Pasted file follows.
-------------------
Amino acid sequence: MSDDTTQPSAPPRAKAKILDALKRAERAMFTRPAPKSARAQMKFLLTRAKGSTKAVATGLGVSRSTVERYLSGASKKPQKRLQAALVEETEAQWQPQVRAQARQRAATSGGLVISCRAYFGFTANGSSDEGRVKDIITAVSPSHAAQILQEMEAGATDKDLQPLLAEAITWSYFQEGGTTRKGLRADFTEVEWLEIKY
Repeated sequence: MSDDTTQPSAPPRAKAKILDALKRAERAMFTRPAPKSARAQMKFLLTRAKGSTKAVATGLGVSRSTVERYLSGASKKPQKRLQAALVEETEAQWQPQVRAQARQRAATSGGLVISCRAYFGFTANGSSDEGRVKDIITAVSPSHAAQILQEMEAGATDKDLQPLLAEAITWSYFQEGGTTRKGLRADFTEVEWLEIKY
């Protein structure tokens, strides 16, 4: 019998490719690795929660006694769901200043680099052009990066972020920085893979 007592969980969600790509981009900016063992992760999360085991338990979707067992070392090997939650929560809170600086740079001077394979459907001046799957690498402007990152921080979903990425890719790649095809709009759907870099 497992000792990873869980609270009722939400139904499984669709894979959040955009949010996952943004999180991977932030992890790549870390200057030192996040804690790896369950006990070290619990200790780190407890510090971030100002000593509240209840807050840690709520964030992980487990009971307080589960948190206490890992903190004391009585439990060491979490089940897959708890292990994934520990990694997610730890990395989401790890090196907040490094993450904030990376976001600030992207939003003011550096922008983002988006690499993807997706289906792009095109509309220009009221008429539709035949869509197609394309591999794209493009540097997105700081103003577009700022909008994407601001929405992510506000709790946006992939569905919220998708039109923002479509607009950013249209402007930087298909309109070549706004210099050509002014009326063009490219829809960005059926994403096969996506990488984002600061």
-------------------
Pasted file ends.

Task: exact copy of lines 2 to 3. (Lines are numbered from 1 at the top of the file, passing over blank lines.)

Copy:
Repeated sequence: MSDDTTQPSAPPRAKAKILDALKRAERAMFTRPAPKSARAQMKFLLTRAKGSTKAVATGLGVSRSTVERYLSGASKKPQKRLQAALVEETEAQWQPQVRAQARQRAATSGGLVISCRAYFGFTANGSSDEGRVKDIITAVSPSHAAQILQEMEAGATDKDLQPLLAEAITWSYFQEGGTTRKGLRADFTEVEWLEIKY
């Protein structure tokens, strides 16, 4: 019998490719690795929660006694769901200043680099052009990066972020920085893979 007592969980969600790509981009900016063992992760999360085991338990979707067992070392090997939650929560809170600086740079001077394979459907001046799957690498402007990152921080979903990425890719790649095809709009759907870099 497992000792990873869980609270009722939400139904499984669709894979959040955009949010996952943004999180991977932030992890790549870390200057030192996040804690790896369950006990070290619990200790780190407890510090971030100002000593509240209840807050840690709520964030992980487990009971307080589960948190206490890992903190004391009585439990060491979490089940897959708890292990994934520990990694997610730890990395989401790890090196907040490094993450904030990376976001600030992207939003003011550096922008983002988006690499993807997706289906792009095109509309220009009221008429539709035949869509197609394309591999794209493009540097997105700081103003577009700022909008994407601001929405992510506000709790946006992939569905919220998708039109923002479509607009950013249209402007930087298909309109070549706004210099050509002014009326063009490219829809960005059926994403096969996506990488984002600061």